It’s amazing what you’ll see in the city streets these days — rhinos in the East Village; Snoopy and friends in Hudson Square, and half-men, half-forest creatures roaming Broadway.
After an endless winter, sculptures and murals are springing up all over. And although the mediums are different, their messages seem largely the same: Can’t we all just get along — and, while we’re at it, save the Earth? At least, that’s what the artists’ statements suggest. You may look at their work and discover something entirely different.
So get out there with your cellphones and cameras. At the very least, you’ll class up your Instagram.
Here’s what you’ll find where.
BEASTS ON BROADWAY
Strangely beautiful sculptures now dot six pocket parks between 64th and 157th streets. Collectively titled “In Dreams Awake,” they’re by Kathy Ruttenberg, an upstate New York artist who combines human, animal and plant forms.
“They’re all site-specific,” says Ruttenberg, who spent two years figuring out which piece to put where. For 157th Street, she devised a goat man handing flowers to a mermaid in a fishbowl. “It’s about diversity, role-crossing, and wishing you were somewhere else,” she tells The Post. “Yet a child could look at it and think, ‘How cool! A lady in a fishbowl!’ ”
The life-size bronze couple at 72nd Street — he’s half-deer, half man, she’s a tree trunk with a great pair of gams — suggests a merger of city and country. That, or a couple on their way to a costume party.
Reactions the other day were mixed. “It makes me happy,” said 15-year-old Kimberly Crasta, a visitor from Mumbai, India. “I love nature.”
“It’s weird!” a man shouted, sprinting for the subway. “Really weird!”
A HIT ON THE HIGH LINE
“This is the most political show we’ve ever done,” says curator Cecilia Alemani of “Agora” (from the Greek word for assembly), this year’s exhibit along the elevated Eden that is the High Line.Nine artists from around the world contributed to this project, touching on themes such as ecology, immigration and women’s rights. Some titles are as mystifying as the works: Take Marinella Senatore’s “Give Your Daughters Difficult Names,” a lightbulb-strewn canopy at the base of the park entrance on Gansevoort Street.The most popular piece in the show is also interactive.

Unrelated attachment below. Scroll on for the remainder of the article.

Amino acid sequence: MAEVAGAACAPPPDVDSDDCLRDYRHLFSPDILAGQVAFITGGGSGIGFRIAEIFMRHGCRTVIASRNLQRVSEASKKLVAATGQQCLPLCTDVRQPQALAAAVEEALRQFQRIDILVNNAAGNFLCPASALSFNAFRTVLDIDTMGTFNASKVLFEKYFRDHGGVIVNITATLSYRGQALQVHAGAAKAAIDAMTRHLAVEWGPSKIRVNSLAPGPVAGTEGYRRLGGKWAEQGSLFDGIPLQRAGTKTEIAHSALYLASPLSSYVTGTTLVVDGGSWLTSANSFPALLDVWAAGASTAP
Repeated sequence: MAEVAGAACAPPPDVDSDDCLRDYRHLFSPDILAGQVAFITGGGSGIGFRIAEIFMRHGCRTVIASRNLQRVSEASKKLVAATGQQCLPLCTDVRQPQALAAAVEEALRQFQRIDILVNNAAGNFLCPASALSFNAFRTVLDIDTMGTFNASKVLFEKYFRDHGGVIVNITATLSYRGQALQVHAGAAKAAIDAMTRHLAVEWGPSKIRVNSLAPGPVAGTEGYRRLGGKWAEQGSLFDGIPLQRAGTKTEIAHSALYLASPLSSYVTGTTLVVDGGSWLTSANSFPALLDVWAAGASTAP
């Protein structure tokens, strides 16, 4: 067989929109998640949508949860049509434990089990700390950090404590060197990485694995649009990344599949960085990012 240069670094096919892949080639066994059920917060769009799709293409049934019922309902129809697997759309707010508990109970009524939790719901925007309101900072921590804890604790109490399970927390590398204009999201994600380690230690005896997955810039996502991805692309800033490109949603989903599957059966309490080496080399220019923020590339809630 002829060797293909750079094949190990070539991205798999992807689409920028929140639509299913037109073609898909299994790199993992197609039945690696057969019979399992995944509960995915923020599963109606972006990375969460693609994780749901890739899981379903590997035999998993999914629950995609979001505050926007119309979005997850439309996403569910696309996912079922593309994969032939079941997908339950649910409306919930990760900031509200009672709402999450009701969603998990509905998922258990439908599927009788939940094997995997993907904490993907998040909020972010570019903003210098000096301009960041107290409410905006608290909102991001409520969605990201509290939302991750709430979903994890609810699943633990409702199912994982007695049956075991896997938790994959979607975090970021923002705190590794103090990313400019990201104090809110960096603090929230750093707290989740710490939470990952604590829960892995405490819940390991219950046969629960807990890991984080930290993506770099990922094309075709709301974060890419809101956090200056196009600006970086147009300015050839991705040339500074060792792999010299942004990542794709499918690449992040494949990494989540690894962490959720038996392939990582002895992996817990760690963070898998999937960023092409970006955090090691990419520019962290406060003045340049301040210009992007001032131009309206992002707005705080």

Set up near 22nd Street, “The Dig of No Body” breaks a human figure into individual moving parts made of soil, shells and clay, encased in plastic.“It’s a body in slices, like a geology sample,” says its Irish artist, Mariechen Danz. “We had kids yesterday saying, ‘Hi, Mr. Body! We’re going to help you!’ ” as they pushed its parts into place.
RHINOS CHARGE ASTOR PLACE
Near the big black cube on Astor Place is “The Last Three.” Weighing 7 tons and standing 17 feet high, it’s billed as “the world’s largest rhino statue” — apparently, someone out there is measuring these things.
While a pileup of bronzed beasts looks pretty playful, the story behind it is anything but: Husband-and-wife artists Gillie and Marc Schattner created it to publicize the plight of animals hunted to near extinction, in this case, for their horns. A plaque near the sculpture tells you how to petition for action.
Although one art critic called it a kitschy bore, passers-by disagree. “I love it,” says Giovanni Bravo, 29, of Union City, NJ. His wide-eyed, 10-year-old daughter, Ruby, agrees. “Rhinos are really big,” she says, “and we should respect them.”
HANG ON, SNOOPY